And gay voters noticed. Many made it their litmus test when they supported Mary Norwood over Reed. He won the election by 715 votes, but lost District 6 — home to the city’s highest concentration of gay voters — by a margin of 40 percent.
Now, the stakes are higher for Reed among LGBT voters after President Barack Obama as well as the NAACP came out in support of same-sex marriage. The next Atlanta mayoral election is in 2013.
“I supported Mary Norwood for mayor and her position on marriage equality was a defining factor,” said Charlie Stadtlander, a gay teacher and former Atlanta school board candidate who recently started the Facebook campaign, “Mayor Reed It’s Time to Evolve on Marriage Equality” that now has close to 5,000 members.
“I had no allegiance to either candidate at the time, but she was very comfortable with LGBT equality and marriage and I thought she would make a great mayor,” Stadtlander said.
Stadtlander said he has come to see Reed as a great mayor who has done incredible works for the city and acknowledges his longtime support of LGBT equality. But he wants Reed to take that extra step and support same-sex marriage, especially as the mayor of a city known as a bastion for civil rights.
“He has that constant albatross around his neck,” Stadtlander said. “His longtime support of LGBT issues [as a state senator and representative] is overshadowed by this one particular issue. He could complete his entire career for equality like so many others have.”
On May 9, Pesident Barack Obama told the nation, “it is important for me to go ahead and affirm that I think same-sex couples should be able to get married.”
Stadtlander’s Facebook page popped up later that night and on May 10 Reed issued a statement saying he is still “wrestling” with the idea of acceptance of marriage equality.
“I respect President Obama’s decision to stand in support of marriage equality. I have fought hard for the rights of gays and lesbians my entire political career from protecting adoption rights for gay and lesbian families, to voting against Georgia’s constitutional ban on same-sex marriage as a state senator, to serving as the state house sponsor for the only hate crimes bill ever passed in the state of Georgia,” Reed said.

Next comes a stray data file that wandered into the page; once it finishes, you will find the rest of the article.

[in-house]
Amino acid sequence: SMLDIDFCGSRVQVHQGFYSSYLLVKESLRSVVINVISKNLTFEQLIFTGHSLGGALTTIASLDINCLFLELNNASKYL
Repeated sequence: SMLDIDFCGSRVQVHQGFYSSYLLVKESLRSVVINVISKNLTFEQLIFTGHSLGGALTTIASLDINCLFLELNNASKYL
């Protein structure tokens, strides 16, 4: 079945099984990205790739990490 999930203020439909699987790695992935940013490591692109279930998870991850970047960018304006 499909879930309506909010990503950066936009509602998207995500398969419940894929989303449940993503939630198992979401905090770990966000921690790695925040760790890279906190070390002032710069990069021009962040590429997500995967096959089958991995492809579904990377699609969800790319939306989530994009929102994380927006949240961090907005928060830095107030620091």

“While I am still wrestling with my own personal beliefs on the issue of marriage, I deeply appreciate the contributions gays and lesbians make to our city every single day and I remain committed to Atlanta’s vibrant and diverse LGBT community,” he said.
Faith and politics
The Facebook page and Reed’s statement drew coverage from many Atlanta media outlets.
Meanwhile, the national media questioned President Obama’s decision to come out for marriage equality before the November election. There was also much speculation by pundits on whether Obama would lose votes among black voters who attend church every Sunday and hear from the pulpit the evils of homosexuality.
Elder Antonio Jones, a gay pastor of Atlanta’s Unity Fellowship Church, said Reed, like Obama, has to consider black voters who have strong ties to the black church.
“The support from the black church is a real concern for [Reed],” said Jones, who said he has consulted with the mayor and also voted for him in 2009.
“The black churches are considered the gateway into the black community and you have to have that gateway,” he said.
Jones and his church recently became part of a coalition named NoWedge2012.com that will work against efforts by groups such as the National Organization for Marriage to drive a wedge between black voters and Obama because of Obama’s support of gay marriage.
This effort can and will trickle down to local races, Jones said.
Sharon Lettman-Hicks, executive director of the National Black Justice Coalition, which works on LGBT issues, said it will be Reed’s “personal decision on what side of history he wants to be on.”
But she said it paramount that strong black leaders, such as Reed, show leadership when it comes to showing support LGBT equality, and she hopes his evolution comes soon.
Like Obama, Reed — a member of Cascade United Methodist Church — has said due to his religious beliefs he was resistant to using the word “marriage” for gay couples in committed relationships.
That excuse doesn’t fly, Jones said.
“This is not a matter of you offending your faith,” Jones said. “This is a civil rights issue. Religious convictions have no space in politics. All citizens deserve equal rights.”
Obama turned to educating himself and talking to others to evolve on the issue. Reed can do the same, Jones said.
Jones is convinced the mayor will come around and support full marriage equality, but he has to do carefully because, as a politician, he has to ensure he has constituent support.
“The mayor has always been very cautious for his entire administration. I think before he was mayor he was more aggressive on issue,” Jones said.
“But he can’t continue to be ambivalent. You don’t have any other choice,” he said of the mayor’s decision to support marriage equality. “Wrestling with the issue is not going to cut the mustard.”
Top photo: Atlanta LGBT activists are pushing for Mayor Kasim Reed to support same-sex marriage following, in the footsteps of President Barack Obama and a number of mayors around the country. (Photo by Bo Shell)